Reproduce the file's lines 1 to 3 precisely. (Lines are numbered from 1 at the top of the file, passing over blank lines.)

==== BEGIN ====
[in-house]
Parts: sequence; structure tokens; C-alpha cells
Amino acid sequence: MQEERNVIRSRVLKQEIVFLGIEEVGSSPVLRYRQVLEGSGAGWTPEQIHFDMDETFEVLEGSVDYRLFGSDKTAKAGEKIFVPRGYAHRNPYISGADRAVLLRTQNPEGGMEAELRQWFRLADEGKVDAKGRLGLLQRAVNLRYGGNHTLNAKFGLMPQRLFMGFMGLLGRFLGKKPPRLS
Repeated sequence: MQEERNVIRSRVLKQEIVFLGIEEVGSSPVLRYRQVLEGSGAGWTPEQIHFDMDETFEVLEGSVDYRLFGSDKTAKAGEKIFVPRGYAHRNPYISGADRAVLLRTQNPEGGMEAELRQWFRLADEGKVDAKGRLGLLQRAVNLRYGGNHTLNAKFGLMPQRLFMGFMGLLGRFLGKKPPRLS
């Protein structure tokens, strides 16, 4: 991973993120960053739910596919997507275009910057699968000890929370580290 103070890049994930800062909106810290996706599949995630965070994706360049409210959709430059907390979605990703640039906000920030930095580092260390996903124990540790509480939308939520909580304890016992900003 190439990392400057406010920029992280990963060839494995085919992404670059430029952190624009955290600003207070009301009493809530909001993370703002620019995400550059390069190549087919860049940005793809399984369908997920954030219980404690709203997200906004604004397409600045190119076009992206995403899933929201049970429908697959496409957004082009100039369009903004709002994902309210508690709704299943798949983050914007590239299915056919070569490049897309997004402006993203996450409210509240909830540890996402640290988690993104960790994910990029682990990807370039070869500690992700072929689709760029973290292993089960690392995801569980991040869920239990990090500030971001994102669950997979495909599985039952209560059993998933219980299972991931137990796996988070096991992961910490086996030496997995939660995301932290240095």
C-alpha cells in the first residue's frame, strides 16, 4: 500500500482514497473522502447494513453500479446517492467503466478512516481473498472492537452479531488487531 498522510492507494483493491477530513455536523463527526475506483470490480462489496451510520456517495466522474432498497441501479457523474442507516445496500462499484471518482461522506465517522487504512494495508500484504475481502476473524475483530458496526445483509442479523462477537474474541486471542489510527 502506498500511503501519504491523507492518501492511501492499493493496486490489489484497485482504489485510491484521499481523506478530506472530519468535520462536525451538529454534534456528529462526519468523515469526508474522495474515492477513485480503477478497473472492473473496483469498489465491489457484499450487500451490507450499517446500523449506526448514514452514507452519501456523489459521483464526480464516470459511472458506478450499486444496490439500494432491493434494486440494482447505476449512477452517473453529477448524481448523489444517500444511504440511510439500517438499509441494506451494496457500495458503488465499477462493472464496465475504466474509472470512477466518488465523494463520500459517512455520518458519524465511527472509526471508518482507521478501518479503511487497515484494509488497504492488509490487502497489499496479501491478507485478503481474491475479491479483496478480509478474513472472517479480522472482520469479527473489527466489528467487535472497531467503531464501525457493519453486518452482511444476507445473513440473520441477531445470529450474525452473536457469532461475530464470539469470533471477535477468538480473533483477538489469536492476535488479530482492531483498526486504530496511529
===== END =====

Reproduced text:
[in-house]
Parts: sequence; structure tokens; C-alpha cells
Amino acid sequence: MQEERNVIRSRVLKQEIVFLGIEEVGSSPVLRYRQVLEGSGAGWTPEQIHFDMDETFEVLEGSVDYRLFGSDKTAKAGEKIFVPRGYAHRNPYISGADRAVLLRTQNPEGGMEAELRQWFRLADEGKVDAKGRLGLLQRAVNLRYGGNHTLNAKFGLMPQRLFMGFMGLLGRFLGKKPPRLS